With thoughts of Delphi lingering in our heads the next day we headed south again, to Corinth Yacht Harbour, a mile away from the most expensive canal on the planet. Per metre it works out the most expensive canal to transit but we had decided last year it was an experience we wanted to have.
Dragonfly and Jolli Jumper were with us, we planned to take photos of each other on the way through! We had a windy night in the yacht harbour which necessitated Dragonfly to change berth and caused Jolli Jumper to have to leave the harbour and anchor in the commercial port. We were relieved when we woke up that the day was bright and calm as we had heard that the wind makes the entrance to the canal more challenging.
We called the Canal Authorities at 0700hrs and asked for permission to transit and we were asked to wait 20 minutes. Traffic is only one way through the canal due to the size. It is 3.2 miles long, 25m wide, yes metres, the maximum permitted draught is 6.5m and the limestone from which it is cut rises to 79m above sea level at its highest point. The maximum air height is 52m because of the bridges over the canal. None of those dimensions were a problem for Max.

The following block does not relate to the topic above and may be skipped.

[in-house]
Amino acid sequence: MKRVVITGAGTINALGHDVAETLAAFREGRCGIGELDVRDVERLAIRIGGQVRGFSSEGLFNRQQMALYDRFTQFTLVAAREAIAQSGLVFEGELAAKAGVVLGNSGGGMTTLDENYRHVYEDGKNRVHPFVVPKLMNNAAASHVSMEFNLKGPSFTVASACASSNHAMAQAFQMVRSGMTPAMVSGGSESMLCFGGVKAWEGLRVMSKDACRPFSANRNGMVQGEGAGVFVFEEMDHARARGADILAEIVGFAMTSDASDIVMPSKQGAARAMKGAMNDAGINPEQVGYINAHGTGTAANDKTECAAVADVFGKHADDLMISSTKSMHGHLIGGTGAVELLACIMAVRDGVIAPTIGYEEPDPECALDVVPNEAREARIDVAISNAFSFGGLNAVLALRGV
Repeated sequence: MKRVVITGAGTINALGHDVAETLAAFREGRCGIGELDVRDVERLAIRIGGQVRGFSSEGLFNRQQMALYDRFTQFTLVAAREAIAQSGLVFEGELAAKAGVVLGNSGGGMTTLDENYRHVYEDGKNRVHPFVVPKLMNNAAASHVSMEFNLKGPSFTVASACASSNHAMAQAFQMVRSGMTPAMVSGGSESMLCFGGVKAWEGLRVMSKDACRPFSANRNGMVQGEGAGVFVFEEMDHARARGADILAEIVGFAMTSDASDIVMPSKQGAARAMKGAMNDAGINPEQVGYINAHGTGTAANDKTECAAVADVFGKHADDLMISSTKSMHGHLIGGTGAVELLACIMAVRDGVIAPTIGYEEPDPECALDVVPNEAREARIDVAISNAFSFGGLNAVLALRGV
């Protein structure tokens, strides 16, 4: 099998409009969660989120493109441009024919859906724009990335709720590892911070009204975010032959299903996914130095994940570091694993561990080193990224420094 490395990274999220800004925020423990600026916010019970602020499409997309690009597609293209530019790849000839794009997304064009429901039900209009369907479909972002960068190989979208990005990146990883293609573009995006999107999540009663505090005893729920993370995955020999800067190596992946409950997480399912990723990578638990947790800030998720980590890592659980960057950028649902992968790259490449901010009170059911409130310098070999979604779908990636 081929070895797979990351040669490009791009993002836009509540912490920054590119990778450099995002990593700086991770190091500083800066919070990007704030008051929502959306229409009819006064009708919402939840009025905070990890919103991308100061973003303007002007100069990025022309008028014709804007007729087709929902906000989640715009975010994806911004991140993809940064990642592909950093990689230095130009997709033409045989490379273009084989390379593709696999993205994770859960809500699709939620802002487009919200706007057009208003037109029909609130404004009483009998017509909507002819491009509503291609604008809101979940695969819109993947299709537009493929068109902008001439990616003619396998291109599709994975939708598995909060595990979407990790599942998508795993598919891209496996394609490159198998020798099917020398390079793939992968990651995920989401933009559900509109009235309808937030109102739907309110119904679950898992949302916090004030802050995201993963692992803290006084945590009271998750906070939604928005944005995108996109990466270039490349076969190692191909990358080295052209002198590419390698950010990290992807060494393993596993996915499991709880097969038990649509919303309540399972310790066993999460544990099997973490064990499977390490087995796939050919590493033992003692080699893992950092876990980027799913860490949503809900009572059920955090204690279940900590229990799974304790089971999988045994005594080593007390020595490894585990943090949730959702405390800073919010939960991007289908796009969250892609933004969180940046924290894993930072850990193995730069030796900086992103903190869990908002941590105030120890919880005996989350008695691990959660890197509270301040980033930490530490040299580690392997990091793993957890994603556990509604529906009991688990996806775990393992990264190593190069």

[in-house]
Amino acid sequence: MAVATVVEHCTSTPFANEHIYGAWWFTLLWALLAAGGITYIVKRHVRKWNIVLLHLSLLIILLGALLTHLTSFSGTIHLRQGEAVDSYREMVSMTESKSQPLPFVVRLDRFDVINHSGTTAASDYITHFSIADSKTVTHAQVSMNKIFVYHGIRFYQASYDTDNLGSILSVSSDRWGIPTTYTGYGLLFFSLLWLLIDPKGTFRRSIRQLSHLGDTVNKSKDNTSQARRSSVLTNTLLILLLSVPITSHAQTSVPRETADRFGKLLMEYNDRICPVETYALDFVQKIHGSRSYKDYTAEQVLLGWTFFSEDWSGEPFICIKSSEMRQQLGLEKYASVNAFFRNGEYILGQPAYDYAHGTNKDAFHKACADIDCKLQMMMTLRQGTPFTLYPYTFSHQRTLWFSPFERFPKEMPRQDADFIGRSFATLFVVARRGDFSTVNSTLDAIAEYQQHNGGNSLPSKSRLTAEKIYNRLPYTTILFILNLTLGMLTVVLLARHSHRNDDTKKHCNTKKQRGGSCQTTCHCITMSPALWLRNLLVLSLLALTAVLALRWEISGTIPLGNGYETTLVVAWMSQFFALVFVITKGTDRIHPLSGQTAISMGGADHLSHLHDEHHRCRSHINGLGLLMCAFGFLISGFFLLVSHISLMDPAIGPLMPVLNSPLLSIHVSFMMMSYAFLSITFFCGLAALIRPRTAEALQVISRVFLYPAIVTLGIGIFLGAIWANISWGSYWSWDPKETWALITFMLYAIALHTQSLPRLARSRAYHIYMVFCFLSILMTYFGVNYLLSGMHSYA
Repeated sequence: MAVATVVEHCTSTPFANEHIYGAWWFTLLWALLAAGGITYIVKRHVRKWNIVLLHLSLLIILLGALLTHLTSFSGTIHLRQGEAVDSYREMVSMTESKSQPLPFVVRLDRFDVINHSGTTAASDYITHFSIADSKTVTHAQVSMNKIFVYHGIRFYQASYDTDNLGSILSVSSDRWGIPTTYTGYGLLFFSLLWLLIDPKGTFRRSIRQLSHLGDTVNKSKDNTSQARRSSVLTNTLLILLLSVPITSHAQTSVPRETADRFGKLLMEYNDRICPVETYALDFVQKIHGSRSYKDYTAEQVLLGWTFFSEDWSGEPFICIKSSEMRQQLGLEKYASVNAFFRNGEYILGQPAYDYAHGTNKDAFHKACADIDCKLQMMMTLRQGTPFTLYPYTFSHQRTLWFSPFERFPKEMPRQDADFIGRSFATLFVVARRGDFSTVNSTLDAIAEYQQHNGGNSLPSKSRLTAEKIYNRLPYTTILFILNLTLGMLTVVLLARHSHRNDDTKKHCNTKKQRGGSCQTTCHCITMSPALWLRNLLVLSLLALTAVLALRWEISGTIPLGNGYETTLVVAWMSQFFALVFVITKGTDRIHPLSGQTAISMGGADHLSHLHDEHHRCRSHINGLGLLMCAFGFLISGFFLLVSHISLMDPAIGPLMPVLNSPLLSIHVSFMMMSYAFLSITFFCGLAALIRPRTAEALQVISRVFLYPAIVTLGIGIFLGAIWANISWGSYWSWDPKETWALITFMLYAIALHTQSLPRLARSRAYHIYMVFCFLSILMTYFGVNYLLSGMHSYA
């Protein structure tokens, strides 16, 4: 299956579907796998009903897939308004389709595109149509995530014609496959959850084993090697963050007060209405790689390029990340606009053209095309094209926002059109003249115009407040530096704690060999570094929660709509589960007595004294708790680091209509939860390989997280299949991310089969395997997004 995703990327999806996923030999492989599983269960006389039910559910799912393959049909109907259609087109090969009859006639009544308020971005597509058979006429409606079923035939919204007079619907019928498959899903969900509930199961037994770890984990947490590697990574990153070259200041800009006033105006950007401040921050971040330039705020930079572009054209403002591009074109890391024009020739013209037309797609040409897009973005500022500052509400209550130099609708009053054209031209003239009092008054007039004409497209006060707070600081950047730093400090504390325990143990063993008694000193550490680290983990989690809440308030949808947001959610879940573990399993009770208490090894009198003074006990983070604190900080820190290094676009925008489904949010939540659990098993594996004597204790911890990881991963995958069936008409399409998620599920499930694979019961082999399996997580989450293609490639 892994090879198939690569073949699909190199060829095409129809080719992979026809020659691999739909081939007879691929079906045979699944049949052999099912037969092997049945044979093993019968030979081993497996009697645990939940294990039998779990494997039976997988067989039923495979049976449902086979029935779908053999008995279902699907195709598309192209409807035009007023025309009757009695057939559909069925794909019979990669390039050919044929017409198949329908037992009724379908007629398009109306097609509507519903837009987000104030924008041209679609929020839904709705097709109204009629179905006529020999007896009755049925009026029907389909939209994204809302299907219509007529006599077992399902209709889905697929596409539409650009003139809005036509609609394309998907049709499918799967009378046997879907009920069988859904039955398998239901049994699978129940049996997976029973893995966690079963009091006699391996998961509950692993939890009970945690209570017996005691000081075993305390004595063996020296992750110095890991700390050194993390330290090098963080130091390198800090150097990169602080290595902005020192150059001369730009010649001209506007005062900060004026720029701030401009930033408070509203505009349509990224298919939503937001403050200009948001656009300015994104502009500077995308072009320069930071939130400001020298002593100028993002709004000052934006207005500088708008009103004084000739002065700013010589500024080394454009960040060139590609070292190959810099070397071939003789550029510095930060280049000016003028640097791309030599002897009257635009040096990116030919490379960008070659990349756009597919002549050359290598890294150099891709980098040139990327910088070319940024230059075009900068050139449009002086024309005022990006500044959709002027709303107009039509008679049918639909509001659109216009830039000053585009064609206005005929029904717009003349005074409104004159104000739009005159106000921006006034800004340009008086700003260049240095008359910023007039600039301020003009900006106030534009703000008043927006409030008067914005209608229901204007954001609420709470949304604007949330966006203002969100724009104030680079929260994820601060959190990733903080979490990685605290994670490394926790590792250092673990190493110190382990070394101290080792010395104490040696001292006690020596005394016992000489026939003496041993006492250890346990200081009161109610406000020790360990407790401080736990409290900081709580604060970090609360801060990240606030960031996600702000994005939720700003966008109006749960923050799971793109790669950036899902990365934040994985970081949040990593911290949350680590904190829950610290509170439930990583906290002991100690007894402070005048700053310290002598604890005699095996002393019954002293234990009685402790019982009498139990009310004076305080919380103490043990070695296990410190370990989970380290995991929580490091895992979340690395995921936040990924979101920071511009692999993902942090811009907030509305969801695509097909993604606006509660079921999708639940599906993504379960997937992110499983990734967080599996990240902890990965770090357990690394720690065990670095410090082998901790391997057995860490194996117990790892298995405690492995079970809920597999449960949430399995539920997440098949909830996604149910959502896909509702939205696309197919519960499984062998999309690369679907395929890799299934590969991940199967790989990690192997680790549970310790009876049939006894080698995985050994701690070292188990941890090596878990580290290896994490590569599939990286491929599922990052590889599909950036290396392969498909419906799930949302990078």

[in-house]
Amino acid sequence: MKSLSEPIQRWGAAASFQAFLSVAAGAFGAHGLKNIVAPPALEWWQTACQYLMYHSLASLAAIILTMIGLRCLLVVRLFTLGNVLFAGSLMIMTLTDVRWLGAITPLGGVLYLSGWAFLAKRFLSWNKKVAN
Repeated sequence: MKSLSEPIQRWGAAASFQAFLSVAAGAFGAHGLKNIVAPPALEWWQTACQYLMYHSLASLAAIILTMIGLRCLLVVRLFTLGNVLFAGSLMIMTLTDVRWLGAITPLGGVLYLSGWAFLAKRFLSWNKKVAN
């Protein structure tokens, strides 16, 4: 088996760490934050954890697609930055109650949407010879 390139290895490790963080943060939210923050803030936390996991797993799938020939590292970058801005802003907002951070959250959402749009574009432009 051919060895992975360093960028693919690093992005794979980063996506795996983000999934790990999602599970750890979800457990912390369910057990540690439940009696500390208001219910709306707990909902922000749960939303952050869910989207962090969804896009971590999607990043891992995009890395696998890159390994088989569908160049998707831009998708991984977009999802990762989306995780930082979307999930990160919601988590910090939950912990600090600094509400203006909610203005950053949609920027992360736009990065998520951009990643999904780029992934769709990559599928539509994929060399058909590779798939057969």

Approaching the canal we were asked to wait a bit longer and then we saw why: three yachts came motoring out in front of us. Then it was our turn. We were asked to go at full speed but we had 2knots of current with us so going at 5.4kts boat speed turned into 7.4kts SOG (speed over ground) which was fast enough to keep the canal authorities happy.
There are two hydraulic bridges at either end of the canal that lower into the water to allow boats to pass and use a traffic light system. We had a green light as they were already open for the other yachts to come out.
Dragonfly led the way, followed by us with Jolli Jumper bringing up the rear. The cameras were clicking all the way through as we looked in awe at the engineering required to make the canal. It was built, in its present form, by a French company and completed by the Greeks in 1893. It was enlarged after damage suffered in the Second World War. There are now three bridges: one rail and two road.